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Cooperating On Earth Observation


Shere Abbott, Associate Director for Environment and Energy for the Office of Science and Technology Policy at the White House, discusses GEOSS.

The international body tasked with creation and coordination of a system to "take the pulse" of the planet convenes this week in China.

The international body tasked with creation and coordination of a system to "take the pulse" of the planet convenes this week in China. The Group on Earth Observations, or GEO, holds its Seventh Plenary Session ahead of a Ministerial Summit November 3rd to 5th in Beijing.

The meeting will mark the half-way point in a 10-year implementation plan to create what is called the Global Earth Observation System of Systems, or GEOSS. GEO includes 85 governments, the European Commission and 58 intergovernmental and international organizations.

"Think back to when, in the 19th century the Farmer's Almanac was started," said Sherburne or "Shere" Abbott, who directs environment and energy programs at the White House office that oversees U.S. Science and Technology Policy. Ms. Abbott, who is co-chair of the Seventh Plenary Session of GEO, says GEOSS will serve similar needs on a much more comprehensive level:

"We are trying to build, from the bottom up, a system in which we understand from the amalgamation of a wide variety of environmental observations, from satellites, from aircraft, from buoys, from ships, from ground use, from storm gauges, all of these things into one system, a system of systems in which we can develop an integrated look at the way the earth is changing, how humans are changing in response to environmental change, and how they interact together."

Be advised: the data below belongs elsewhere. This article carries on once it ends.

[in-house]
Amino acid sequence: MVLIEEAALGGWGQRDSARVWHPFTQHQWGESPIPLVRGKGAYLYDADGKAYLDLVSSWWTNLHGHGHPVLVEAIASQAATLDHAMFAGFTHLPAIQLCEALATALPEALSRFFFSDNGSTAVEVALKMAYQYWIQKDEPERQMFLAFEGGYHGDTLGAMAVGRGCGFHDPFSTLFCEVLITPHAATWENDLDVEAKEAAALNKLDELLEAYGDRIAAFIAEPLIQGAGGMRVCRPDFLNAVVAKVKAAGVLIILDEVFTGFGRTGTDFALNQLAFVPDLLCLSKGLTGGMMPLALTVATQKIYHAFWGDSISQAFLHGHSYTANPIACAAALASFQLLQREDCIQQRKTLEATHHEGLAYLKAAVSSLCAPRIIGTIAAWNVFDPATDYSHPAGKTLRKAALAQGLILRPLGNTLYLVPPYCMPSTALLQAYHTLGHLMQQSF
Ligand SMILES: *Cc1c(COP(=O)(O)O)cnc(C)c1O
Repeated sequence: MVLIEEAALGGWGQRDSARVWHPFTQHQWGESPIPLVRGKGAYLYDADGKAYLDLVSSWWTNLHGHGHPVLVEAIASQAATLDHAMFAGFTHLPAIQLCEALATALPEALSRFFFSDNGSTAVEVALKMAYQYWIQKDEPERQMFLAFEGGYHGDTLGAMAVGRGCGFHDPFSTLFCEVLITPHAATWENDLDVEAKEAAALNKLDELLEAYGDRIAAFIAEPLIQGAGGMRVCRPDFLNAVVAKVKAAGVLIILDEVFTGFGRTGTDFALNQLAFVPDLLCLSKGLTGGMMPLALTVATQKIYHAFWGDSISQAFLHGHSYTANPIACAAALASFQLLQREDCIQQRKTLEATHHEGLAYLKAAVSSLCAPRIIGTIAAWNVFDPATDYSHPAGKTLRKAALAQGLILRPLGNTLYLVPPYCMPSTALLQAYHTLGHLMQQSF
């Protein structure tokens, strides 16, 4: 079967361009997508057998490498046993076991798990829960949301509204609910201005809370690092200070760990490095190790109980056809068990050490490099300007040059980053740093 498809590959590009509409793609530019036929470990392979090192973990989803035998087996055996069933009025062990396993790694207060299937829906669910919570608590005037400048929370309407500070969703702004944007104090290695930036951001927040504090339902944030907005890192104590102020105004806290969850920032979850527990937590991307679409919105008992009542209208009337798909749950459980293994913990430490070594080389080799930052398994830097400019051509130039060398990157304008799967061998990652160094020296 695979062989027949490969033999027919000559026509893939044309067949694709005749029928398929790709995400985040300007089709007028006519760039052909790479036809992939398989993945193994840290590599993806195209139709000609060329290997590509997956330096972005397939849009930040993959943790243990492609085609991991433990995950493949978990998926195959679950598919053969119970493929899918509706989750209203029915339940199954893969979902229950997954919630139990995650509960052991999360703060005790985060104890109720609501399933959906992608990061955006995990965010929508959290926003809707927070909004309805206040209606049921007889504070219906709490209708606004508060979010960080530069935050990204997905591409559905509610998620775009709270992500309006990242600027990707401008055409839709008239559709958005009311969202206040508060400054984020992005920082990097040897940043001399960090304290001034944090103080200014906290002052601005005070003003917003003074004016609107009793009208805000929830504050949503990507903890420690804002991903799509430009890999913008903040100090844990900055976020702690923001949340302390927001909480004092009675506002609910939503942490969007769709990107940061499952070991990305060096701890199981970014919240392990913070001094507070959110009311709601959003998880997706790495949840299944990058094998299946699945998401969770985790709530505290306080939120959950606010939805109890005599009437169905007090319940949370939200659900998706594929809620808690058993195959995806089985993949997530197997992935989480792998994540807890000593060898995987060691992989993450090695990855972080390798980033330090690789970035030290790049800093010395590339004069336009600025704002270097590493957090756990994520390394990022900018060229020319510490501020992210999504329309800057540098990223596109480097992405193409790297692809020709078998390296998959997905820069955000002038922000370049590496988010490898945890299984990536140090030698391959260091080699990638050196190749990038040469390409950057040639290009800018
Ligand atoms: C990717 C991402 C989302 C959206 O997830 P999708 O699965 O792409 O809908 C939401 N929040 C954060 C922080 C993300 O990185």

The information gathered through GEOSS will help predict everything from climate change and biodiversity loss to floods, forest fires and public health threats.

"If you imagine a world in which you can share information about the oceans, about ocean color, about temperature of the oceans, and overlay that with information about public health communities … for example, if you could predict cholera outbreaks using environmental data and health data, that would be hugely advantageous to societies as they plan for the future."

International and cross-sector data sharing is a key topic of discussion at the meetings. U.S. President Barack Obama’s administration plans to unveil two new initiatives, including a program designed to strengthen global capacity to monitor and manage forest and terrestrial carbon and another program that will paint a more comprehensive picture of global land use.

Ms. Abbot said that U.S. involvement in GEO is another example of President Barack Obama’s administration's commitment to data sharing, international scientific cooperation, and combating climate change.

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